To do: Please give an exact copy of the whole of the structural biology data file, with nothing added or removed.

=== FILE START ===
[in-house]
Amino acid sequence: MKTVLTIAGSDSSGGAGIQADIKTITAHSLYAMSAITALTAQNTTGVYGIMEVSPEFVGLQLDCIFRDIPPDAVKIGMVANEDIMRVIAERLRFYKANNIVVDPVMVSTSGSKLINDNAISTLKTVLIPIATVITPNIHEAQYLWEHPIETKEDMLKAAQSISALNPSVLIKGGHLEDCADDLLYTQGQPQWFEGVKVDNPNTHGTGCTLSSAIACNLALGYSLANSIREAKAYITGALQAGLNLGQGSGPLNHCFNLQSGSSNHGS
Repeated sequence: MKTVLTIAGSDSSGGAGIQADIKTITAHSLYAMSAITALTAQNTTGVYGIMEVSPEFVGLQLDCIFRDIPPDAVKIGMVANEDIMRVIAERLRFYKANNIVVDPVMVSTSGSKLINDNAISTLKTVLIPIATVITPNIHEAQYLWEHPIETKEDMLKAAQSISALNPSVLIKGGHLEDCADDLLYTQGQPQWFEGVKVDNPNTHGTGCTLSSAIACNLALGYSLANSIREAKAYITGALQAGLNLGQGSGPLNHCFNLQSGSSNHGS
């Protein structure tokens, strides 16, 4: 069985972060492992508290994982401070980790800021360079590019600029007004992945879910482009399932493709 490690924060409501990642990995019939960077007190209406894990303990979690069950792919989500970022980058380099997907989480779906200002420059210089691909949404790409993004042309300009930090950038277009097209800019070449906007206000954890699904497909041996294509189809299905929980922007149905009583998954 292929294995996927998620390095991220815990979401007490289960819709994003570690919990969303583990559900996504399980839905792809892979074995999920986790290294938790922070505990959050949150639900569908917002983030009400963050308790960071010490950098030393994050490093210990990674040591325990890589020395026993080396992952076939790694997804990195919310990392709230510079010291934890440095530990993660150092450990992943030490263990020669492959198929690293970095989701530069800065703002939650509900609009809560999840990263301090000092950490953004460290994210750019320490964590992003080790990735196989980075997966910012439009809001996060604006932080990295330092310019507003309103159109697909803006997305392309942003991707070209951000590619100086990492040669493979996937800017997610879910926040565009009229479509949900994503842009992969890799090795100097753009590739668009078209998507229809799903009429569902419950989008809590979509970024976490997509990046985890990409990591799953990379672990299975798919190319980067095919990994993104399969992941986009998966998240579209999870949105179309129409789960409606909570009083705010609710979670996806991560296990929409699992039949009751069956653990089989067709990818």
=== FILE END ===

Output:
[in-house]
Amino acid sequence: MKTVLTIAGSDSSGGAGIQADIKTITAHSLYAMSAITALTAQNTTGVYGIMEVSPEFVGLQLDCIFRDIPPDAVKIGMVANEDIMRVIAERLRFYKANNIVVDPVMVSTSGSKLINDNAISTLKTVLIPIATVITPNIHEAQYLWEHPIETKEDMLKAAQSISALNPSVLIKGGHLEDCADDLLYTQGQPQWFEGVKVDNPNTHGTGCTLSSAIACNLALGYSLANSIREAKAYITGALQAGLNLGQGSGPLNHCFNLQSGSSNHGS
Repeated sequence: MKTVLTIAGSDSSGGAGIQADIKTITAHSLYAMSAITALTAQNTTGVYGIMEVSPEFVGLQLDCIFRDIPPDAVKIGMVANEDIMRVIAERLRFYKANNIVVDPVMVSTSGSKLINDNAISTLKTVLIPIATVITPNIHEAQYLWEHPIETKEDMLKAAQSISALNPSVLIKGGHLEDCADDLLYTQGQPQWFEGVKVDNPNTHGTGCTLSSAIACNLALGYSLANSIREAKAYITGALQAGLNLGQGSGPLNHCFNLQSGSSNHGS
């Protein structure tokens, strides 16, 4: 069985972060492992508290994982401070980790800021360079590019600029007004992945879910482009399932493709 490690924060409501990642990995019939960077007190209406894990303990979690069950792919989500970022980058380099997907989480779906200002420059210089691909949404790409993004042309300009930090950038277009097209800019070449906007206000954890699904497909041996294509189809299905929980922007149905009583998954 292929294995996927998620390095991220815990979401007490289960819709994003570690919990969303583990559900996504399980839905792809892979074995999920986790290294938790922070505990959050949150639900569908917002983030009400963050308790960071010490950098030393994050490093210990990674040591325990890589020395026993080396992952076939790694997804990195919310990392709230510079010291934890440095530990993660150092450990992943030490263990020669492959198929690293970095989701530069800065703002939650509900609009809560999840990263301090000092950490953004460290994210750019320490964590992003080790990735196989980075997966910012439009809001996060604006932080990295330092310019507003309103159109697909803006997305392309942003991707070209951000590619100086990492040669493979996937800017997610879910926040565009009229479509949900994503842009992969890799090795100097753009590739668009078209998507229809799903009429569902419950989008809590979509970024976490997509990046985890990409990591799953990379672990299975798919190319980067095919990994993104399969992941986009998966998240579209999870949105179309129409789960409606909570009083705010609710979670996806991560296990929409699992039949009751069956653990089989067709990818």